Thus both in what he says and what he does there is the sense that he is at the very least evil, and perhaps even a fully satanic figure.
One part of Othello that gives credence to the idea of Iago as devil is that the character constantly seems to refer both the devil and hell as an excuse and even a catalyst for what he is doing. At the end of his final soliloquy he states that "hell and night will bring this monstrous birth, to the world's light". He relies upon his apparent link to hell, the devil and the dark powers that exist there to enable the "birth" of his plan to come to fruition. Iago believes that he is in some kind of relationship with the Devil; this is of course different from the idea that he is the Devil.
The fact that Iago apparently has little motivation for destroying most of the people around him is most powerfully argued by considering some of the reasons that he gives. He states that "I hate the Moor, and it is thought abroad that twixt my sheets he's done my office." (emphasis added). The and is perhaps the most important word here. It is an excuse for what he is doing rather than a reason. He hates the Moor because . . . he hates him. It is a self-defining emotion as far as Iago is concerned. Pure hatred for its own sake is regarded as the province of the satanic much as pure love is seen as that of the godly.
Like the Devil, Ia Like the Devil, Iago is far from stupid: in fact he is positively brilliant in his understanding of human nature. The manner in which he moves Othello from declaring his love for Desdemona to declaring that he will "chop her all into messes" is stunning because it is so believable. Iago knows precisely the weakest point of all those around him and exploits this for his own ends. So it actually is rather strange that Othello and Desdemona should be married due to their cultural, racial and age differences. Iago uses the vulnerability that Othello feels because of this strangeness to essentially drive the man to madness.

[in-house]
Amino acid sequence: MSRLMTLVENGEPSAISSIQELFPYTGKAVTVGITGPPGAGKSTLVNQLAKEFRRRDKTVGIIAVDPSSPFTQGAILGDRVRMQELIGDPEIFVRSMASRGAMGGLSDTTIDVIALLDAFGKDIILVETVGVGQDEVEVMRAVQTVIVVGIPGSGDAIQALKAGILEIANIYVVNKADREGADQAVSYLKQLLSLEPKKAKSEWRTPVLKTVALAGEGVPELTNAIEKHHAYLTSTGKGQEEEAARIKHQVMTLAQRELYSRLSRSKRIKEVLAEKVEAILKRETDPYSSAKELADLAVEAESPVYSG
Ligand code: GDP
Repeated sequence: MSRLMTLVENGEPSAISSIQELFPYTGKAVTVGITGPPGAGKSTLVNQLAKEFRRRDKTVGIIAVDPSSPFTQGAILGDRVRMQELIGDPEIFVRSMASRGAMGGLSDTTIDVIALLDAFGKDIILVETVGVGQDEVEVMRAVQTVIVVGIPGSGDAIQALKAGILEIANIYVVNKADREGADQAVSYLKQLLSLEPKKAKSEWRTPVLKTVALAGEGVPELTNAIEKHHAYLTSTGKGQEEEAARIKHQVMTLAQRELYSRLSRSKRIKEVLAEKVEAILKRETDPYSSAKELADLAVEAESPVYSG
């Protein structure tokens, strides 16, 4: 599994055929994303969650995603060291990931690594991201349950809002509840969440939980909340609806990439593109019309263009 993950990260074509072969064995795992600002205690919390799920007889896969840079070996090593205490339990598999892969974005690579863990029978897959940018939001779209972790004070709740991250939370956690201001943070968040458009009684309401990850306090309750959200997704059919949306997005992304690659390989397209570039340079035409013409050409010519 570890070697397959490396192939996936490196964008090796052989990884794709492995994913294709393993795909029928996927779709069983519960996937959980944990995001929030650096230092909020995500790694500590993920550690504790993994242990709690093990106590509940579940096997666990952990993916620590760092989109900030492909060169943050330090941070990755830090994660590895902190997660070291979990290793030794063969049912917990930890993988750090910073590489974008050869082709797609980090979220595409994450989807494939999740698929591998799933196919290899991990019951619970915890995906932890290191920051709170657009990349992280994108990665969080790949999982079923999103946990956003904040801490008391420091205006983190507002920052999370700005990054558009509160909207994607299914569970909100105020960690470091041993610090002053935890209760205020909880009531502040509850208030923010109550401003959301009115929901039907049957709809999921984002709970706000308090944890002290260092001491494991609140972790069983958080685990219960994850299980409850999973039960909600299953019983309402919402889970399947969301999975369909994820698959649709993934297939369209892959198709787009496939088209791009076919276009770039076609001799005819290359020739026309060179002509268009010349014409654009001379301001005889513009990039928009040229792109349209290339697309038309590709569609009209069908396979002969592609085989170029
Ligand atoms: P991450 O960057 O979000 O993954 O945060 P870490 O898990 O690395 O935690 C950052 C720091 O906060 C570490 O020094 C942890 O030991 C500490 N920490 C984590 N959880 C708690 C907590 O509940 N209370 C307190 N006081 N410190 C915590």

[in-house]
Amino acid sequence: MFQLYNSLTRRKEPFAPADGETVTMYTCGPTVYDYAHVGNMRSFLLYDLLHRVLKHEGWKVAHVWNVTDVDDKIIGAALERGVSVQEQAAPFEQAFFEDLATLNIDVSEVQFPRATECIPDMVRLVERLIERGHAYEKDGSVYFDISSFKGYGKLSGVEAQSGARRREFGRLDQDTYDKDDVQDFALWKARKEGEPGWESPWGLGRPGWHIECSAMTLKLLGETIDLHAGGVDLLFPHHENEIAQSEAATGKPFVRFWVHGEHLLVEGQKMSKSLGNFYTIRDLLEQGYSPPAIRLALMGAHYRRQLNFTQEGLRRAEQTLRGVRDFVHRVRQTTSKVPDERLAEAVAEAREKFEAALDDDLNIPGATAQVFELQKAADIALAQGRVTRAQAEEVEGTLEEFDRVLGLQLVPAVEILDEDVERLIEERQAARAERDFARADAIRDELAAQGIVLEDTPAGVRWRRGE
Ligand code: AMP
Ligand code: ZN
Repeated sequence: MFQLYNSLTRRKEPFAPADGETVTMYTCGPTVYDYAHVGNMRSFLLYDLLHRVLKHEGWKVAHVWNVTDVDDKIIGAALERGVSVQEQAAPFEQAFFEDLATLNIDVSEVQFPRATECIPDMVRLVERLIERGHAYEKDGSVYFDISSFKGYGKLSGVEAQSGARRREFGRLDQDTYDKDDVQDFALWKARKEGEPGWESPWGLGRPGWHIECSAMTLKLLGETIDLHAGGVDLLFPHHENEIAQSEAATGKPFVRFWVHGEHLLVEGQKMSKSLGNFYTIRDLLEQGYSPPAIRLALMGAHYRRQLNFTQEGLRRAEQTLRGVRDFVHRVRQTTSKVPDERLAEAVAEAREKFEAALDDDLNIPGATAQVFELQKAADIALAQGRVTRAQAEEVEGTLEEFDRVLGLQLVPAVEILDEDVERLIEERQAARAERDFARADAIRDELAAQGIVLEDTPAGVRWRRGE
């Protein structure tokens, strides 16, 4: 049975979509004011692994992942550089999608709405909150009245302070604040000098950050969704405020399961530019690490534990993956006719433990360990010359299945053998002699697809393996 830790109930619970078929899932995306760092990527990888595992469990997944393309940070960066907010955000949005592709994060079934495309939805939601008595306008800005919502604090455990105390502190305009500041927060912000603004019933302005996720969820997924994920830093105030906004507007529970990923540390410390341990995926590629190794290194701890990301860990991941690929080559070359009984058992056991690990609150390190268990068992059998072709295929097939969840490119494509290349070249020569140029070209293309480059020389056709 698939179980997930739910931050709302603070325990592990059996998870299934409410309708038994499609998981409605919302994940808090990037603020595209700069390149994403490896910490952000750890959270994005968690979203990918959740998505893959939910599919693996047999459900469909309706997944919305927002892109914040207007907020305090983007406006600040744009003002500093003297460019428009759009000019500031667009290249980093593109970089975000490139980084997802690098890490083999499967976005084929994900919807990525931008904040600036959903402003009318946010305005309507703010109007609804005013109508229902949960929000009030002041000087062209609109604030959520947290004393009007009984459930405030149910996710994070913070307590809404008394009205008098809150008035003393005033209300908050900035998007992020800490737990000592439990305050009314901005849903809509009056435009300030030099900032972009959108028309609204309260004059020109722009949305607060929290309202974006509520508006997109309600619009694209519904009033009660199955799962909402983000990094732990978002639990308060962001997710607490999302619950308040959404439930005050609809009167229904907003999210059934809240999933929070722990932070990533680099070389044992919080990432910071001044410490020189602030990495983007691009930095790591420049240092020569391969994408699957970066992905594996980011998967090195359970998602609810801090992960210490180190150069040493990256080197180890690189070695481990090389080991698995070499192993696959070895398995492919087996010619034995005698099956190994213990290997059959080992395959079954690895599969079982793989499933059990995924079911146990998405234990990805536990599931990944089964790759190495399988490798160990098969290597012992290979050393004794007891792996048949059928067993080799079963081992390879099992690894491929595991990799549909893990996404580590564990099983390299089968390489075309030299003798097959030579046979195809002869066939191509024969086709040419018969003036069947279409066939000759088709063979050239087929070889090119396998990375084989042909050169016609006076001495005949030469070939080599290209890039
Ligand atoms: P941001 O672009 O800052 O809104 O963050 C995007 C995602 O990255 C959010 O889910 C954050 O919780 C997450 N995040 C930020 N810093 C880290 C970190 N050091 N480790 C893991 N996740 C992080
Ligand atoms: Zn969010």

Throughout the play Iago is known as "honest Iago". He has apparently convinced everyone around him not only that he is not evil, but that he is positively good. Othello trusts him with his most intimate secrets. Cassio trusts him. Desdemona trusts him. Everyone in Venice appears to trust him, except for his wife that is. Emilia knows that the private Iago is very different from the public Iago. She is the first one to suspect that he is at the centre of all the lies that have been told while they are in Cyprus. In this way Iago is publicly very satanic but privately all too human. The reality of his public self is utterly unknown to those around him, almost to a supernatural level as if he has hypnotized those he comes into contact with.
Iago is casually evil at many points in the play, suggesting that evil is at the heart of his nature rather than being produced by volition. Thus he sets Cassio and Roderigo against one nother, not caring who kills who, and preferring if they both manage to kill one another in their fight. He kills his wife Emilia when it is an utterly futile action as the truth of what he has been doing has already been revealed. Desdemona is sent to her death in a similarly casual manner, as she is just a pawn in the game of chess that is playing against Othello. The callous disregard for life that this reveals is one of the